Many studies in Ethiopia, using either clinical VL or Leishmania infection as an end point, have implicated exogenic transmission as major source of infection both in the northern and southern foci. Early studies in the epidemiology of VL, using leishmanin skin test positivity as a read-out, documented a strong association of VL with age (increasing age), occupation (herding/night grading of cattle), and sex (more in male than females) [14, 23, 64, 65]. Entomological and epidemiological studies also support outdoor biting and sylvatic transmission as major source of infection . Yet a recent study of clinical VL in children in north-west Ethiopia reported 23 % (28/122) of cases to be of the under five age group. Although it is impossible to rule out the possibility of outdoor biting, this might indicate the increasing risk of domestication of VL transmission in this focus . In addition to the soil (black cotton soil) [14, 47], vegetation type (Acacia-Balanites vegetation) [39, 68], presence of termite hills [36, 37] and mass movement of people [22, 23, 32, 69], different behavioural, household and environmental factors have been implicated as risk factors for either asymptomatic Leishmania infection or clinical VL. Studies done in the Libo Kemkem and Fogera areas documented increasing age (per year), being male, sleeping outside at any time of the year, past history of VL in the family, living in a straw roofed house and whether the family owned sheep as risks for Leishmania infection . The factors associated with clinical VL were dog ownership, sleeping under Acacia trees during the day, and habitually sleeping outside at night . A similar study among residents of Kafta Humera incriminated family size (increased), living in a house with cracked walls, ownership of a goat and number of days spent in the farming fields as factors increasing the odds of having clinical VL . In a similar area, another study comparing residents and migrant labourers concluded that sleeping under Acacia trees at night and lower educational status were associated with an increased risk of clinical VL in both populations. Living in a house with thatched walls and sleeping on the ground were associated with high risk of clinical VL for residents; among migrants those sleeping near dogs were most likely to have clinical VL . A case–control study to understand the link between clinical VL and domestic animals screened dogs, cats, cattle, donkeys, sheep and goats. The outcome showed that dogs owned by people with a history of VL have a high risk of infection (OR:8.9, P:0.016) compared to cattle though the overall infection prevalence reported was a similar 42 % (18/43) and 40 % (36/90) in cattle and dogs respectively . From studies so far, implicated domestic animals in VL transmission yet their role as risk and/or protective factors in specific eco-epidemiologic setting need to be ascertained.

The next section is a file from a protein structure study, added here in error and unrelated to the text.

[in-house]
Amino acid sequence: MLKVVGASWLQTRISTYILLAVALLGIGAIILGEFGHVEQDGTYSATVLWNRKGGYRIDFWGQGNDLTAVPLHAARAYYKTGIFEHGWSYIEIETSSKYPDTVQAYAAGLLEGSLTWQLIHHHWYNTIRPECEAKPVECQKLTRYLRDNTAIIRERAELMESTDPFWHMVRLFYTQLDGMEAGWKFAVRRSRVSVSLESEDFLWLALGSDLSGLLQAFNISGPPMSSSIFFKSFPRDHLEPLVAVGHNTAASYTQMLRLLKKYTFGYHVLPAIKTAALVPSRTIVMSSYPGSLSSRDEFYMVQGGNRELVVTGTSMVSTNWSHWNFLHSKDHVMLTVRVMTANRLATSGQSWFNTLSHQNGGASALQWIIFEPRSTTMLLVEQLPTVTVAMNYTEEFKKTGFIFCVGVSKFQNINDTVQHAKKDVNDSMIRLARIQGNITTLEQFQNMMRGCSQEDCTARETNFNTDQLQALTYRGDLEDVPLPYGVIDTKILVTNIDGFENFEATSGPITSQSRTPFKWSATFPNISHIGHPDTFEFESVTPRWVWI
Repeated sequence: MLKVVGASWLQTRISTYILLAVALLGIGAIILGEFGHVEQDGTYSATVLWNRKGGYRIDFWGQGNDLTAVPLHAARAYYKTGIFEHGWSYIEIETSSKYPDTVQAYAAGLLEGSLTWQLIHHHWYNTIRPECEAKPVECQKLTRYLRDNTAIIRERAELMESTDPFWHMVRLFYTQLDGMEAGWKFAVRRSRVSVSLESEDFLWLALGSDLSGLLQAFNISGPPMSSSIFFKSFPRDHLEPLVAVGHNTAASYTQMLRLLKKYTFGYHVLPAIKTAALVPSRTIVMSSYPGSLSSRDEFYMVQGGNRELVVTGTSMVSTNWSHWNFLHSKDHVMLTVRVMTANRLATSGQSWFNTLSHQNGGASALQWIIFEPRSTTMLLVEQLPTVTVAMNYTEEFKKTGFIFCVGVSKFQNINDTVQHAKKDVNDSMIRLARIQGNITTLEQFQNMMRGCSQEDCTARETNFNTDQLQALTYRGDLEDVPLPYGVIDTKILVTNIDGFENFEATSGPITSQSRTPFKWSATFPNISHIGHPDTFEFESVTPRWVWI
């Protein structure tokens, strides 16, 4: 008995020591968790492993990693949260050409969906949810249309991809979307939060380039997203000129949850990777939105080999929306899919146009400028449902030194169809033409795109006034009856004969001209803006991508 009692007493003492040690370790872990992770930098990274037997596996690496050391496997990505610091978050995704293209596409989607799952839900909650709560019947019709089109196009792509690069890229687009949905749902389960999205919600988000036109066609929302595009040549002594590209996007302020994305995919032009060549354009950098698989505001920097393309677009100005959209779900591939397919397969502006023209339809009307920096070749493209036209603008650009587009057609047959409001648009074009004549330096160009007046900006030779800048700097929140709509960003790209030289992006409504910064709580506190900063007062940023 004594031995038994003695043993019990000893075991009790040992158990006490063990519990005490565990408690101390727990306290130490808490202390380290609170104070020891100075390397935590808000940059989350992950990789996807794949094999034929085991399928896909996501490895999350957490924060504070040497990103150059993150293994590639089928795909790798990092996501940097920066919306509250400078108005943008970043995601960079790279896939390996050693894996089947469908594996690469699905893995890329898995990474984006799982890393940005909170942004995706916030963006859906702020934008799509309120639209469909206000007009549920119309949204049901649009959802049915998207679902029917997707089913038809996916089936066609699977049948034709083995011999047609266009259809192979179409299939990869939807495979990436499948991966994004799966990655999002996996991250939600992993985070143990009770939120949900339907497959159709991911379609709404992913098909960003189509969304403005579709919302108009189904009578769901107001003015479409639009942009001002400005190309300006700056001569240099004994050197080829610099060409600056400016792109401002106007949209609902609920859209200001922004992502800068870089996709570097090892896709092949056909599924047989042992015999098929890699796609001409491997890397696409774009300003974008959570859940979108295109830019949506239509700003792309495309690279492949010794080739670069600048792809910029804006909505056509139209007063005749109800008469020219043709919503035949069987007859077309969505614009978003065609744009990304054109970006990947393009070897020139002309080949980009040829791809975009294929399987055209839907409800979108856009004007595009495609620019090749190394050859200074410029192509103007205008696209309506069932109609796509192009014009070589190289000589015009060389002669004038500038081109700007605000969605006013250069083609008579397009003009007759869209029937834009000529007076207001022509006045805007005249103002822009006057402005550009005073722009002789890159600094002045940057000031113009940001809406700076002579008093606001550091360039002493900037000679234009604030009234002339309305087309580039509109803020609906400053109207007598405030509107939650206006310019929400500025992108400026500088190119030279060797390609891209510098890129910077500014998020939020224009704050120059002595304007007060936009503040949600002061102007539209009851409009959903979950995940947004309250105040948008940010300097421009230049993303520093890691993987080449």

Studies with respect to knowledge, attitude and practice and community acceptability of existing control measures are rare. A study in the rural communities of Libo Kemkem indicated that although the knowledge regarding signs, symptoms, and causes of VL was very low at the beginning of a longitudinal study, it improved substantially over a 3 year period, and the community had a positive attitude towards prevention . A similar study in Addis Zemen town showed that in general good practice was low despite the good awareness and favourable attitude towards measures to prevent and control VL . Overall, the studies implied a need to better understand the specific reasons for failure of effective community interventions and social mobilization.
Concomitant morbidities, especially HIV/VL co-infection have a strong impact on VL control. In 1995 only 7 HIV/VL co- infected cases were reported . Subsequent hospital based studies in the northern foci, mainly serving migrant labourers, documented an alarming increase of HIV/VL co-infection: 29 % (167/375) , 41 % (87/212) , 38 % (92/241)  and 46.4 % (13/30)  in 2006, 2007 and 2010 respectively. More recently this trend is decreasing Mengesha et al. reported a lower prevalence of 10.4 % in 2014 . Malnutrition is another important co-morbidity; a high prevalence of malnutrition (up to 95 %) was reported in VL patients [67, 78]. Intestinal parasitosis was also noted to be common in VL cases [67, 78]. Thus, in planning control efforts in the Ethiopian context, there is a need to consider HIV/VL co-infection, as well as parasitosis and/or malnutrition in VL patients as priorities.